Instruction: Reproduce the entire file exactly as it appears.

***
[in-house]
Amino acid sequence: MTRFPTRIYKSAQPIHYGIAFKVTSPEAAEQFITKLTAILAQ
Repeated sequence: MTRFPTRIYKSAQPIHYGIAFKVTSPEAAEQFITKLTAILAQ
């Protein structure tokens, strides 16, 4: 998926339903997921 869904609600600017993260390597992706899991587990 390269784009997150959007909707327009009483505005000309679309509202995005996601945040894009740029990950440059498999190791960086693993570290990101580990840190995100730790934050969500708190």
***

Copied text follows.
[in-house]
Amino acid sequence: MTRFPTRIYKSAQPIHYGIAFKVTSPEAAEQFITKLTAILAQ
Repeated sequence: MTRFPTRIYKSAQPIHYGIAFKVTSPEAAEQFITKLTAILAQ
């Protein structure tokens, strides 16, 4: 998926339903997921 869904609600600017993260390597992706899991587990 390269784009997150959007909707327009009483505005000309679309509202995005996601945040894009740029990950440059498999190791960086693993570290990101580990840190995100730790934050969500708190």